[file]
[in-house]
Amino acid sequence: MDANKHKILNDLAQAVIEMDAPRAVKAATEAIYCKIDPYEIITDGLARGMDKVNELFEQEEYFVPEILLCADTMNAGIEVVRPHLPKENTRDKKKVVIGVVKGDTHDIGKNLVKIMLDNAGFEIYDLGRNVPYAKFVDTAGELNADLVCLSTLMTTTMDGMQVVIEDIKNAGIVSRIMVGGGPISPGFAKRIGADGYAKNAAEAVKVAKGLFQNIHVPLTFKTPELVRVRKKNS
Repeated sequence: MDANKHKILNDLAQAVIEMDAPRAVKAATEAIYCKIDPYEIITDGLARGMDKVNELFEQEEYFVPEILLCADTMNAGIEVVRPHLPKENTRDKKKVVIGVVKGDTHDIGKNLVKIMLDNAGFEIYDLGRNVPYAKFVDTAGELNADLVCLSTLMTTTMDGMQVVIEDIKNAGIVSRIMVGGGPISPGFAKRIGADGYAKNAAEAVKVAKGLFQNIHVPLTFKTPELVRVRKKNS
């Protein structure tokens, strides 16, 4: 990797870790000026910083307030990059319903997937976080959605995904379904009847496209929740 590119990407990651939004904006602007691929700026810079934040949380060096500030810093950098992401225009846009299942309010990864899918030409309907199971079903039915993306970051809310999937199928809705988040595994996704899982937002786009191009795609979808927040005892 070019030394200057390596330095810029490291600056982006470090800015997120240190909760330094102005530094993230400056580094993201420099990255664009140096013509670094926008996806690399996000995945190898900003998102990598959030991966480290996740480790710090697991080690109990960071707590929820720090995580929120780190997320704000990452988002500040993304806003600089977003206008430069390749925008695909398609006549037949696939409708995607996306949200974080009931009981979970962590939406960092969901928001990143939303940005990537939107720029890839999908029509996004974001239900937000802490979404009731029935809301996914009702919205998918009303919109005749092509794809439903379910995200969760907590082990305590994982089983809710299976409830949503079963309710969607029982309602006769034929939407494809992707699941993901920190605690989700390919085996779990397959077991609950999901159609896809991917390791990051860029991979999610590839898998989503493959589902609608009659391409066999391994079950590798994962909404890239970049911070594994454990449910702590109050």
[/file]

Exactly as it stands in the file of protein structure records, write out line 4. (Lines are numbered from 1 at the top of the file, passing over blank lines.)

């Protein structure tokens, strides 16, 4: 990797870790000026910083307030990059319903997937976080959605995904379904009847496209929740 590119990407990651939004904006602007691929700026810079934040949380060096500030810093950098992401225009846009299942309010990864899918030409309907199971079903039915993306970051809310999937199928809705988040595994996704899982937002786009191009795609979808927040005892 070019030394200057390596330095810029490291600056982006470090800015997120240190909760330094102005530094993230400056580094993201420099990255664009140096013509670094926008996806690399996000995945190898900003998102990598959030991966480290996740480790710090697991080690109990960071707590929820720090995580929120780190997320704000990452988002500040993304806003600089977003206008430069390749925008695909398609006549037949696939409708995607996306949200974080009931009981979970962590939406960092969901928001990143939303940005990537939107720029890839999908029509996004974001239900937000802490979404009731029935809301996914009702919205998918009303919109005749092509794809439903379910995200969760907590082990305590994982089983809710299976409830949503079963309710969607029982309602006769034929939407494809992707699941993901920190605690989700390919085996779990397959077991609950999901159609896809991917390791990051860029991979999610590839898998989503493959589902609608009659391409066999391994079950590798994962909404890239970049911070594994454990449910702590109050």